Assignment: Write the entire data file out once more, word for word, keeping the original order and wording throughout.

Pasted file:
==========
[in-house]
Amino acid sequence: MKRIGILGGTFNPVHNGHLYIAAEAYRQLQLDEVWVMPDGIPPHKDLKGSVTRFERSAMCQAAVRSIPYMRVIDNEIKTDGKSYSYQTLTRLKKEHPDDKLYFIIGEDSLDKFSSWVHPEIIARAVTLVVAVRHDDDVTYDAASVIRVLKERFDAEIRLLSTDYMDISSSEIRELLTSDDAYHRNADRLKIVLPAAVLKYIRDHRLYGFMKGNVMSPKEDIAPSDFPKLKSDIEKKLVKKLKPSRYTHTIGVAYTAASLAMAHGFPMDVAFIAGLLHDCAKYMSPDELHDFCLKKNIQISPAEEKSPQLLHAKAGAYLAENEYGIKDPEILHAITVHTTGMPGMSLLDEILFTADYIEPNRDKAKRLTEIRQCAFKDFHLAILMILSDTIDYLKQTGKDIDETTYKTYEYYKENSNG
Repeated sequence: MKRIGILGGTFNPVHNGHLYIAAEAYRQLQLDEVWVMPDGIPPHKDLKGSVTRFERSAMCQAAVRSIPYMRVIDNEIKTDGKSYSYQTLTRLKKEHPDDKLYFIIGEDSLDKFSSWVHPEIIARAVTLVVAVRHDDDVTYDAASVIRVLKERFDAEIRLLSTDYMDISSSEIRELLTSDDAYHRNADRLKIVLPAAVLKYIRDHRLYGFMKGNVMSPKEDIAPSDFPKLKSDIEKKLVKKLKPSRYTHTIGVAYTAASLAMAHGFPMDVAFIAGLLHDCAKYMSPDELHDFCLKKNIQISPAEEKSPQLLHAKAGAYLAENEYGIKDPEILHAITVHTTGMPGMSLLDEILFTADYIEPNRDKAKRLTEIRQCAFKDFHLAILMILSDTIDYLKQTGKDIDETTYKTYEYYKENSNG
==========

[in-house]
Amino acid sequence: MKRIGILGGTFNPVHNGHLYIAAEAYRQLQLDEVWVMPDGIPPHKDLKGSVTRFERSAMCQAAVRSIPYMRVIDNEIKTDGKSYSYQTLTRLKKEHPDDKLYFIIGEDSLDKFSSWVHPEIIARAVTLVVAVRHDDDVTYDAASVIRVLKERFDAEIRLLSTDYMDISSSEIRELLTSDDAYHRNADRLKIVLPAAVLKYIRDHRLYGFMKGNVMSPKEDIAPSDFPKLKSDIEKKLVKKLKPSRYTHTIGVAYTAASLAMAHGFPMDVAFIAGLLHDCAKYMSPDELHDFCLKKNIQISPAEEKSPQLLHAKAGAYLAENEYGIKDPEILHAITVHTTGMPGMSLLDEILFTADYIEPNRDKAKRLTEIRQCAFKDFHLAILMILSDTIDYLKQTGKDIDETTYKTYEYYKENSNG
Repeated sequence: MKRIGILGGTFNPVHNGHLYIAAEAYRQLQLDEVWVMPDGIPPHKDLKGSVTRFERSAMCQAAVRSIPYMRVIDNEIKTDGKSYSYQTLTRLKKEHPDDKLYFIIGEDSLDKFSSWVHPEIIARAVTLVVAVRHDDDVTYDAASVIRVLKERFDAEIRLLSTDYMDISSSEIRELLTSDDAYHRNADRLKIVLPAAVLKYIRDHRLYGFMKGNVMSPKEDIAPSDFPKLKSDIEKKLVKKLKPSRYTHTIGVAYTAASLAMAHGFPMDVAFIAGLLHDCAKYMSPDELHDFCLKKNIQISPAEEKSPQLLHAKAGAYLAENEYGIKDPEILHAITVHTTGMPGMSLLDEILFTADYIEPNRDKAKRLTEIRQCAFKDFHLAILMILSDTIDYLKQTGKDIDETTYKTYEYYKENSNG